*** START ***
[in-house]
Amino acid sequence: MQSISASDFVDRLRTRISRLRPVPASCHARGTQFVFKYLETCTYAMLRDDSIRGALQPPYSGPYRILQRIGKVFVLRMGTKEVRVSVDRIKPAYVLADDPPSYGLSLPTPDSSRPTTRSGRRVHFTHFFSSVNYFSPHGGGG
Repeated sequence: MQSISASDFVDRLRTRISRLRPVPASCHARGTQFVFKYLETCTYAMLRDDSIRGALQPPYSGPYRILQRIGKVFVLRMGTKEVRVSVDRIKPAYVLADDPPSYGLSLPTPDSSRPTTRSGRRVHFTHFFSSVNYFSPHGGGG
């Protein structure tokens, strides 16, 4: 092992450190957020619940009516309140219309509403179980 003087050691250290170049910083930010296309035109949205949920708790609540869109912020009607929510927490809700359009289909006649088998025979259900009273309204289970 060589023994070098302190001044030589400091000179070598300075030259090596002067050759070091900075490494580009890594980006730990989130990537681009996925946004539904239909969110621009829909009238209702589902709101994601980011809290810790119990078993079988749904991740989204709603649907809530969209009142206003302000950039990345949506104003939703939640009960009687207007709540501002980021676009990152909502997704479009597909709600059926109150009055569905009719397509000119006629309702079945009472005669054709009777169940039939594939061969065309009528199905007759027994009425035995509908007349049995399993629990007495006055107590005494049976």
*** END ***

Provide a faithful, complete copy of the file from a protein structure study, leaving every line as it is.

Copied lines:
[in-house]
Amino acid sequence: MQSISASDFVDRLRTRISRLRPVPASCHARGTQFVFKYLETCTYAMLRDDSIRGALQPPYSGPYRILQRIGKVFVLRMGTKEVRVSVDRIKPAYVLADDPPSYGLSLPTPDSSRPTTRSGRRVHFTHFFSSVNYFSPHGGGG
Repeated sequence: MQSISASDFVDRLRTRISRLRPVPASCHARGTQFVFKYLETCTYAMLRDDSIRGALQPPYSGPYRILQRIGKVFVLRMGTKEVRVSVDRIKPAYVLADDPPSYGLSLPTPDSSRPTTRSGRRVHFTHFFSSVNYFSPHGGGG
């Protein structure tokens, strides 16, 4: 092992450190957020619940009516309140219309509403179980 003087050691250290170049910083930010296309035109949205949920708790609540869109912020009607929510927490809700359009289909006649088998025979259900009273309204289970 060589023994070098302190001044030589400091000179070598300075030259090596002067050759070091900075490494580009890594980006730990989130990537681009996925946004539904239909969110621009829909009238209702589902709101994601980011809290810790119990078993079988749904991740989204709603649907809530969209009142206003302000950039990345949506104003939703939640009960009687207007709540501002980021676009990152909502997704479009597909709600059926109150009055569905009719397509000119006629309702079945009472005669054709009777169940039939594939061969065309009528199905007759027994009425035995509908007349049995399993629990007495006055107590005494049976």